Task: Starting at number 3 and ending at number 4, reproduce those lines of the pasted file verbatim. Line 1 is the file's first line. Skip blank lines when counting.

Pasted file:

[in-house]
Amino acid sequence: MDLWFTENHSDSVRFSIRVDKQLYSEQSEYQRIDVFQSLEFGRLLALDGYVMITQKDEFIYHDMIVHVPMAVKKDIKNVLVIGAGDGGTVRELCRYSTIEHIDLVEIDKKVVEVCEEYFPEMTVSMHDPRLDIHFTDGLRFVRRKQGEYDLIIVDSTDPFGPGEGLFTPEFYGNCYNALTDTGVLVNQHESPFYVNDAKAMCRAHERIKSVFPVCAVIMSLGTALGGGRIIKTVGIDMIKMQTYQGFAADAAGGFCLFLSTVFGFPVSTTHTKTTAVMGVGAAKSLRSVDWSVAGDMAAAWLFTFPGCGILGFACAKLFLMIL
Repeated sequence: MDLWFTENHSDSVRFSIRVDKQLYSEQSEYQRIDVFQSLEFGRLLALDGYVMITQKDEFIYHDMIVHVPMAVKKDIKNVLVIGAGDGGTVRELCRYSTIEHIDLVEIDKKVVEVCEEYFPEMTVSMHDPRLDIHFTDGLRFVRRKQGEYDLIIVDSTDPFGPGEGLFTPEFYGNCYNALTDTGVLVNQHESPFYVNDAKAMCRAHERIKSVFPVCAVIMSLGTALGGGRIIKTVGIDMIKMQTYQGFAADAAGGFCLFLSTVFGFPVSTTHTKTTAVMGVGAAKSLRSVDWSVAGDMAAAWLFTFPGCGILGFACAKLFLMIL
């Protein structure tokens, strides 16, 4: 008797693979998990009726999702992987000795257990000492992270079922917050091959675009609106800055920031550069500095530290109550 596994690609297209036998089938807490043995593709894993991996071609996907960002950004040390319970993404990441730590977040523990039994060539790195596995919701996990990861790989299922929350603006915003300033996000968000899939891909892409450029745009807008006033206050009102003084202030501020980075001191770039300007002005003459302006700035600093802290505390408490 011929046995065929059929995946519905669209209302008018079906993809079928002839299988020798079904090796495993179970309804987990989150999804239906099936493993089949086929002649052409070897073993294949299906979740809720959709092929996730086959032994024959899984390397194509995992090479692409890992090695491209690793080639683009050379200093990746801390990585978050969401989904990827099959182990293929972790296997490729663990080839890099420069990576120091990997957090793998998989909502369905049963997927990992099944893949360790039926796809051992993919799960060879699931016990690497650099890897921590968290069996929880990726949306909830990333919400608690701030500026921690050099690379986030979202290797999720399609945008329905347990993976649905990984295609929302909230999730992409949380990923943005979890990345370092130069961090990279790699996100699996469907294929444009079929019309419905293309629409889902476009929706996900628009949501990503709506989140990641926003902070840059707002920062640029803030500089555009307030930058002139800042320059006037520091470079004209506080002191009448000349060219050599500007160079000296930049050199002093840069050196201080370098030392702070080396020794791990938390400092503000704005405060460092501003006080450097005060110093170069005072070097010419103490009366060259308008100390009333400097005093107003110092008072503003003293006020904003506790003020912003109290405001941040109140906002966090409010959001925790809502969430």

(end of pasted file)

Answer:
Repeated sequence: MDLWFTENHSDSVRFSIRVDKQLYSEQSEYQRIDVFQSLEFGRLLALDGYVMITQKDEFIYHDMIVHVPMAVKKDIKNVLVIGAGDGGTVRELCRYSTIEHIDLVEIDKKVVEVCEEYFPEMTVSMHDPRLDIHFTDGLRFVRRKQGEYDLIIVDSTDPFGPGEGLFTPEFYGNCYNALTDTGVLVNQHESPFYVNDAKAMCRAHERIKSVFPVCAVIMSLGTALGGGRIIKTVGIDMIKMQTYQGFAADAAGGFCLFLSTVFGFPVSTTHTKTTAVMGVGAAKSLRSVDWSVAGDMAAAWLFTFPGCGILGFACAKLFLMIL
């Protein structure tokens, strides 16, 4: 008797693979998990009726999702992987000795257990000492992270079922917050091959675009609106800055920031550069500095530290109550 596994690609297209036998089938807490043995593709894993991996071609996907960002950004040390319970993404990441730590977040523990039994060539790195596995919701996990990861790989299922929350603006915003300033996000968000899939891909892409450029745009807008006033206050009102003084202030501020980075001191770039300007002005003459302006700035600093802290505390408490 011929046995065929059929995946519905669209209302008018079906993809079928002839299988020798079904090796495993179970309804987990989150999804239906099936493993089949086929002649052409070897073993294949299906979740809720959709092929996730086959032994024959899984390397194509995992090479692409890992090695491209690793080639683009050379200093990746801390990585978050969401989904990827099959182990293929972790296997490729663990080839890099420069990576120091990997957090793998998989909502369905049963997927990992099944893949360790039926796809051992993919799960060879699931016990690497650099890897921590968290069996929880990726949306909830990333919400608690701030500026921690050099690379986030979202290797999720399609945008329905347990993976649905990984295609929302909230999730992409949380990923943005979890990345370092130069961090990279790699996100699996469907294929444009079929019309419905293309629409889902476009929706996900628009949501990503709506989140990641926003902070840059707002920062640029803030500089555009307030930058002139800042320059006037520091470079004209506080002191009448000349060219050599500007160079000296930049050199002093840069050196201080370098030392702070080396020794791990938390400092503000704005405060460092501003006080450097005060110093170069005072070097010419103490009366060259308008100390009333400097005093107003110092008072503003003293006020904003506790003020912003109290405001941040109140906002966090409010959001925790809502969430």